These can be placed on the page in
 Dreamweaver
  – <EMBED …> or <OBJECT>
 Specification for
   animation
As animations are dynamic media they need
  to be specified at greater length than a
  static media item
A way of indicating the “animation” involved
  is needed
This could be:
  – A series of “thumbnails” indicating the
    important changes - a storyboard
  – A written description –a Script
  – or probably both
    Storyboards
For animation creation a plan is vital
The appearance of the animation is normally
 represented on a storyboard
Every change of scene must be indicated –
 including viewpoint, etc.
The duration of each scene and the principal
 activities recorded must be indicated
 visually with annotation as necessary
The important point is that everything visual
 is specified on the storyboard
        Scripts
The important features of the animation must be
  described in the script
  – particularly timings
  – the transitions between scenes
      Scripts - 2
The important features of the animation to be
  described are:
  – Appearance of main elements
  – Appearance of the background (if self-
    contained)
  – The motion animation of each element
  – The relative timings of these component
    animations
      These could be presented as a separate
      timeline
     Scripts - 3
The description of the animation of the
 elements involved must be clear and
 unambiguous
The script may describe actions to be
 mimicked and styles to be adopted
  – modern animations can be highly realistic (3D) or
    cartoon-like (2D)
  – so specification must indicate a standard of
    realism to work to
    Event sound
The crash bang wallop in an animation
For sound effects the script will be fairly
 simple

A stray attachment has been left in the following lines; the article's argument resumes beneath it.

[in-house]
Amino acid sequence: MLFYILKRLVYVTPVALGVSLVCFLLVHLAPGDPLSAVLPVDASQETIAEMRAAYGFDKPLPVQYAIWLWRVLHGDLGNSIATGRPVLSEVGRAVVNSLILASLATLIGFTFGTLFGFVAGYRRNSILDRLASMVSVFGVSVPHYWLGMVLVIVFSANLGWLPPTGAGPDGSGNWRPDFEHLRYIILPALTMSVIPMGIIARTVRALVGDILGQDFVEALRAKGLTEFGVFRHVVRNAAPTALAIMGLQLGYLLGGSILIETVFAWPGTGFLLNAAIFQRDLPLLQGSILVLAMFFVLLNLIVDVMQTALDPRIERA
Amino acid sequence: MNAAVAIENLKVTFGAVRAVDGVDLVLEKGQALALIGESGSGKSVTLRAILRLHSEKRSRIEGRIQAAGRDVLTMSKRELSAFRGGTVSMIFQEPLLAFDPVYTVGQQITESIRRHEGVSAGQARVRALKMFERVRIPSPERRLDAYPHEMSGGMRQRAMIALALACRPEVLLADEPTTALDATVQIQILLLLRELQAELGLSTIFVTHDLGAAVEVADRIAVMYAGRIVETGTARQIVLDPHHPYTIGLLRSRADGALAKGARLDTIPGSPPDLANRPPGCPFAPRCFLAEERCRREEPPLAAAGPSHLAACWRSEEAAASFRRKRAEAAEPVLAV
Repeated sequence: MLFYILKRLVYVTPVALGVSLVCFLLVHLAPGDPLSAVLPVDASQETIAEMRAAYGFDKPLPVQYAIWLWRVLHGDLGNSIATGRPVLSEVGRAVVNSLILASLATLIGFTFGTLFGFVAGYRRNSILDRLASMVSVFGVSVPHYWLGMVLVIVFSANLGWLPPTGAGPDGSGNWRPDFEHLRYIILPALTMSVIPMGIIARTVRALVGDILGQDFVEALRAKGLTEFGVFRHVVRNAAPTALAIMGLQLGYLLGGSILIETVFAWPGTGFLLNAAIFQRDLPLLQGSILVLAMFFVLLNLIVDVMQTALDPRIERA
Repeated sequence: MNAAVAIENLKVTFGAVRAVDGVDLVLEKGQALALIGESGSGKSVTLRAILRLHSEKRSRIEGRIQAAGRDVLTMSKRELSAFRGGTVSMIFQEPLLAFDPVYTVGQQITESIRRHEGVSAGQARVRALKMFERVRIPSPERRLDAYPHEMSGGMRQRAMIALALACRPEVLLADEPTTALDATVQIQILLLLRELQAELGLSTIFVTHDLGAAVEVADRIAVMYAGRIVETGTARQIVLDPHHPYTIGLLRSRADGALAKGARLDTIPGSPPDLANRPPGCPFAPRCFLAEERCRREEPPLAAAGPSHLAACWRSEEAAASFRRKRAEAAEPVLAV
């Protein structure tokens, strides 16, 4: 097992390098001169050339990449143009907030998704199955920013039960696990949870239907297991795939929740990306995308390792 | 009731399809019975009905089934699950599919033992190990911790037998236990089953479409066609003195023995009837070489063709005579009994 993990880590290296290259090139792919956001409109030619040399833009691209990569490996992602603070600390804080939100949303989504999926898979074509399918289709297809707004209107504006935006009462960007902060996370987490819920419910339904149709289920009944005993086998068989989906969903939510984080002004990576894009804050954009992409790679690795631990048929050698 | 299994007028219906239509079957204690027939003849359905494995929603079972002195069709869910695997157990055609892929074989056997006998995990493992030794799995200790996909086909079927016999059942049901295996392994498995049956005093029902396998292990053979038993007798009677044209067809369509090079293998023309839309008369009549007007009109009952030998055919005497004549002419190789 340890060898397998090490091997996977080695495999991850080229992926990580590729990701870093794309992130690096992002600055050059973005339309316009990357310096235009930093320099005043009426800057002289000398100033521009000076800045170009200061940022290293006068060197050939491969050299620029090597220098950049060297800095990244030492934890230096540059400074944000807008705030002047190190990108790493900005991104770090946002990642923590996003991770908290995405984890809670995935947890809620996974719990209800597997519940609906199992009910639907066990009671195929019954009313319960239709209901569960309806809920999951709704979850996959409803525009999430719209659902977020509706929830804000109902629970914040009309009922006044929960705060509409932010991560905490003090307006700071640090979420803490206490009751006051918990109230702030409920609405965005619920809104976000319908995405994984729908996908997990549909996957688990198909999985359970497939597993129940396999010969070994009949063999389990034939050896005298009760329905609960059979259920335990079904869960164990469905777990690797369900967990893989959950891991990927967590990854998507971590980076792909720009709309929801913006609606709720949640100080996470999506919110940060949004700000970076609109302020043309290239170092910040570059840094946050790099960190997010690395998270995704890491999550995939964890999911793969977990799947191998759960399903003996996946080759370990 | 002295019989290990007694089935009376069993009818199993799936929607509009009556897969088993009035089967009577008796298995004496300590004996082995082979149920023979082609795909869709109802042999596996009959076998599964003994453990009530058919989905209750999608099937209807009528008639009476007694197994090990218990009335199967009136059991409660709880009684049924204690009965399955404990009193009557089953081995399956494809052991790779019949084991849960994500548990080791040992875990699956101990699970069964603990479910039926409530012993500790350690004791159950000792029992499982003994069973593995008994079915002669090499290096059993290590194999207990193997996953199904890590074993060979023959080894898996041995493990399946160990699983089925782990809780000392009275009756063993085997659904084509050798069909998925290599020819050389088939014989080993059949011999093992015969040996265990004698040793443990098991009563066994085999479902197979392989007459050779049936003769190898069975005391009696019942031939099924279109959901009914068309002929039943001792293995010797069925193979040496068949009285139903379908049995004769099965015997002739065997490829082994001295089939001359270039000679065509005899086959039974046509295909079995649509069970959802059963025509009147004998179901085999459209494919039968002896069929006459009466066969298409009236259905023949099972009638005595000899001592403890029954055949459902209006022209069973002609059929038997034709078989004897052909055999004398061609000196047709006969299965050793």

– The activities that produce the required
    noise
  – Background noises (if desired)
  – The duration
   Music/Sound
For music in place of or in addition to sounds
  effects:
   – The Style
   – The Flair
   – The Emotive Key
   – The Dissonance
   – Major to Minor key changes and their exact
     timing to synchronise with other on-screen
     events
   – The moods to be matched and their timings
      Sound -2
For narrative in place of or in addition to
 sounds effects and/or music:
  – The voice
  – The pace and timings
  – The actual words to be spoken
Be aware of Accessibility requirements –
  – where possible provide subtitles
The important thing is that
 everything is specified!
    Don’t use a script and you risk
   animating something you’ll throw
                away

     Hint: Have you ever seen a
    deleted scene on an animated
             movie DVD?
     Time Lines
The principal indications are
  – the visible duration (appear and disappear) of
    the symbols
  – the duration of movement (start and finish) of
    the symbols
In the creation package time line(s) these
  may be clearly indicated separately
  (Flash) or may be hidden in an indication
  of “on-stage” time only

				
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posted:1/22/2013
language:English